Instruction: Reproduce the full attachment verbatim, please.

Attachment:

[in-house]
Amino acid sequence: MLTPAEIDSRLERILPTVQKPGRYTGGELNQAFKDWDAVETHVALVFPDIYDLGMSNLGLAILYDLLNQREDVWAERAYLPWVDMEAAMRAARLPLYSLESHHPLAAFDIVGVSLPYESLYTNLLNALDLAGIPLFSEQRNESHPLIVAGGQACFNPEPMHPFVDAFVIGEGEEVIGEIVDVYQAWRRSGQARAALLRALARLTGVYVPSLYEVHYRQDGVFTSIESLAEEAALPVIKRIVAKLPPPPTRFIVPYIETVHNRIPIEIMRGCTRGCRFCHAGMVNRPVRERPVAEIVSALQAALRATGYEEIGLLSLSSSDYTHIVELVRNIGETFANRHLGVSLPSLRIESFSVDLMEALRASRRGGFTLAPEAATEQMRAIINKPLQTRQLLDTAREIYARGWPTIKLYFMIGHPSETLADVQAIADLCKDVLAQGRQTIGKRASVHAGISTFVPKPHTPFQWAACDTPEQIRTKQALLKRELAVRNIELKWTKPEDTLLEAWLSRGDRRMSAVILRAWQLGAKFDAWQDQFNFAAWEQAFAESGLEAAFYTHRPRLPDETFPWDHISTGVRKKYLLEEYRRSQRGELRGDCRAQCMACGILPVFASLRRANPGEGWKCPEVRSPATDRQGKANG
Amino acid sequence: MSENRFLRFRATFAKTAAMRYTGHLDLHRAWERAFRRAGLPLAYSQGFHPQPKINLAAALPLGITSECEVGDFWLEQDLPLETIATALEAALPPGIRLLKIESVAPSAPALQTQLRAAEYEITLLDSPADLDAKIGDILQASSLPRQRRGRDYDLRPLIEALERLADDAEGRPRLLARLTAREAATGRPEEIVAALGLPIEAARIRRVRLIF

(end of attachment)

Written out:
[in-house]
Amino acid sequence: MLTPAEIDSRLERILPTVQKPGRYTGGELNQAFKDWDAVETHVALVFPDIYDLGMSNLGLAILYDLLNQREDVWAERAYLPWVDMEAAMRAARLPLYSLESHHPLAAFDIVGVSLPYESLYTNLLNALDLAGIPLFSEQRNESHPLIVAGGQACFNPEPMHPFVDAFVIGEGEEVIGEIVDVYQAWRRSGQARAALLRALARLTGVYVPSLYEVHYRQDGVFTSIESLAEEAALPVIKRIVAKLPPPPTRFIVPYIETVHNRIPIEIMRGCTRGCRFCHAGMVNRPVRERPVAEIVSALQAALRATGYEEIGLLSLSSSDYTHIVELVRNIGETFANRHLGVSLPSLRIESFSVDLMEALRASRRGGFTLAPEAATEQMRAIINKPLQTRQLLDTAREIYARGWPTIKLYFMIGHPSETLADVQAIADLCKDVLAQGRQTIGKRASVHAGISTFVPKPHTPFQWAACDTPEQIRTKQALLKRELAVRNIELKWTKPEDTLLEAWLSRGDRRMSAVILRAWQLGAKFDAWQDQFNFAAWEQAFAESGLEAAFYTHRPRLPDETFPWDHISTGVRKKYLLEEYRRSQRGELRGDCRAQCMACGILPVFASLRRANPGEGWKCPEVRSPATDRQGKANG
Amino acid sequence: MSENRFLRFRATFAKTAAMRYTGHLDLHRAWERAFRRAGLPLAYSQGFHPQPKINLAAALPLGITSECEVGDFWLEQDLPLETIATALEAALPPGIRLLKIESVAPSAPALQTQLRAAEYEITLLDSPADLDAKIGDILQASSLPRQRRGRDYDLRPLIEALERLADDAEGRPRLLARLTAREAATGRPEEIVAALGLPIEAARIRRVRLIF